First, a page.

We asked our readers last week to chime in on the topic of hand-scraped wood floors. We wanted to know if this trend is growing, peaked or in decline. 54% of those who answered the survey indicated that the trend is still growing slightly. In our estimation based on knowing our readership we’d guess that the trend is increasing in the midwest and probably peaking on the coasts. We also have noticed some regional tastes have developed regarding how people want the scraping to look. Our contributors from the industry have weighed in on what they are seeing in their respective markets.
Rick Merwin from Costa Mesa, CA based Fontenay says “handscraped floors have diverged into a few groups. Hand-scraped and hand finished floors with very intricate attention to detail occupies the high end of this market. Then you move down a notch into hand-scraped but machine finished and finally the low end of the market is full of machine scraped and machine finished products.
Categorizing hand-scraping flooring has become very difficult in the recent years. It’s like calling something ‘rock music’, it’s become difficult to put it in a box. That being said in our experience we see the trend is here to stay for a while.” Rick notices that so many of trends that start out as the the request of a high end client eventually trickle down into the medium grade and then low end products. “The problem is, once they’ve reached that lower end of goods they all start to look the same and lose their appeal, then you slowly see the next concept take center stage.”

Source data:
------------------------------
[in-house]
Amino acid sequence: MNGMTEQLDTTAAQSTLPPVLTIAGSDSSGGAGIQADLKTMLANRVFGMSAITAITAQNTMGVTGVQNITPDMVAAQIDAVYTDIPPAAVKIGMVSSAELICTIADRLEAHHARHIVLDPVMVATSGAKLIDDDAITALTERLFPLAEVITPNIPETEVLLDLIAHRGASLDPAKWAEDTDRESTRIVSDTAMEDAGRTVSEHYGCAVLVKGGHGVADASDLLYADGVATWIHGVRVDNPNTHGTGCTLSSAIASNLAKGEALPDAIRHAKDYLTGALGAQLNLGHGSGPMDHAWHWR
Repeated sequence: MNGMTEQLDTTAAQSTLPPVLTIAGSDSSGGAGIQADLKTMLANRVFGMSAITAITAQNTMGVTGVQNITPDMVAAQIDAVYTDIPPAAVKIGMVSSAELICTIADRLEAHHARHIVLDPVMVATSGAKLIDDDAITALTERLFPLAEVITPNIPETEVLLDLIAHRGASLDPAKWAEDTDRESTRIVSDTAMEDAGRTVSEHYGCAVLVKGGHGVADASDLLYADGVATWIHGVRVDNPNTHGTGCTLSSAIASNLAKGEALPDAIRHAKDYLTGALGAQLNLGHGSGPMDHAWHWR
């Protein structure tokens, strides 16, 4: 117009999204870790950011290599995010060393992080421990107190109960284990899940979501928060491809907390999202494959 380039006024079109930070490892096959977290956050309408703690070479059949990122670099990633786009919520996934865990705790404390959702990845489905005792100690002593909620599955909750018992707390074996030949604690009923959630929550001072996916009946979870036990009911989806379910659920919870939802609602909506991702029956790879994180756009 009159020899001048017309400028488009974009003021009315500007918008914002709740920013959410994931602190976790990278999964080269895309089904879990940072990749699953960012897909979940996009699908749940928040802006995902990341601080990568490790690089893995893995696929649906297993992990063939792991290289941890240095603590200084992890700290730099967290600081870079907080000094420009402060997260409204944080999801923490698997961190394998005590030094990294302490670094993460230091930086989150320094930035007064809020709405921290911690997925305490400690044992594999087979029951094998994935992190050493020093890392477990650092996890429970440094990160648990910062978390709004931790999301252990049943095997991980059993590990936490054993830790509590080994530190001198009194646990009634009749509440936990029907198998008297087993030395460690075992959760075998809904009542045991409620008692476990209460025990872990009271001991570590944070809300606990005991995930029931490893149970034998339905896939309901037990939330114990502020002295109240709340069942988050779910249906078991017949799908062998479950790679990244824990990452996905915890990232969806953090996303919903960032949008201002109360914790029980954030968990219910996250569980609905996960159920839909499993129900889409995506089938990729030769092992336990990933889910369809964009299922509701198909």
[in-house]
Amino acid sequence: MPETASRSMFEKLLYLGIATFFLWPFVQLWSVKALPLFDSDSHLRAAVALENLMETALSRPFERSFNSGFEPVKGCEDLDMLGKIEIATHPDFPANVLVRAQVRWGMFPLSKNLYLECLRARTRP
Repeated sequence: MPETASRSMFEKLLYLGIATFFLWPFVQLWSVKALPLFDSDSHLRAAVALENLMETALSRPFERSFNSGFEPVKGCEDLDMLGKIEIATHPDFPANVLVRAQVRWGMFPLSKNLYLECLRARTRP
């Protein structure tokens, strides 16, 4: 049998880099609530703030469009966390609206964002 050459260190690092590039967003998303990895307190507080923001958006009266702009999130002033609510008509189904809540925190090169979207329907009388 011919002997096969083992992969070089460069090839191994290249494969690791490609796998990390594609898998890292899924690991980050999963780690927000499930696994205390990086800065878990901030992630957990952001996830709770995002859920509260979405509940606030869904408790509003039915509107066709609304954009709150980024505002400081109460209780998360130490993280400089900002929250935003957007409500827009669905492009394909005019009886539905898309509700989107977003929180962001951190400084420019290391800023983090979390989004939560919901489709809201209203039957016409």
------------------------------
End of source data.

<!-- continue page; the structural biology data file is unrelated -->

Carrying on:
Tim Igo from West Plains, MO based The Master’s Craft distributes 53 different flooring lines 17 of which are all hand-scraped products. “Our territory covers Texas to Iowa and we are seeing some regional trends develop in this niche. Texas and Oklahoma for example are still demanding very heavy scraped products. It’s almost like you can’t scrape them enough for those markets as they really want them rough. As you move north in our territory through Kansas, Missouri, Nebraska and Iowa we are still being asked for hand-scraped products although the requests are for more subtle hand-distressed looks. Our private label solid line Durango which is a random width hand-scraped product is really growing in those areas. 82% of the floors we sell in the Hallmark Hardwoods brand, which is our biggest line, are hand-scraped. Based on what I’m hearing, seeing and reading I think this trend will be around for the long-term.”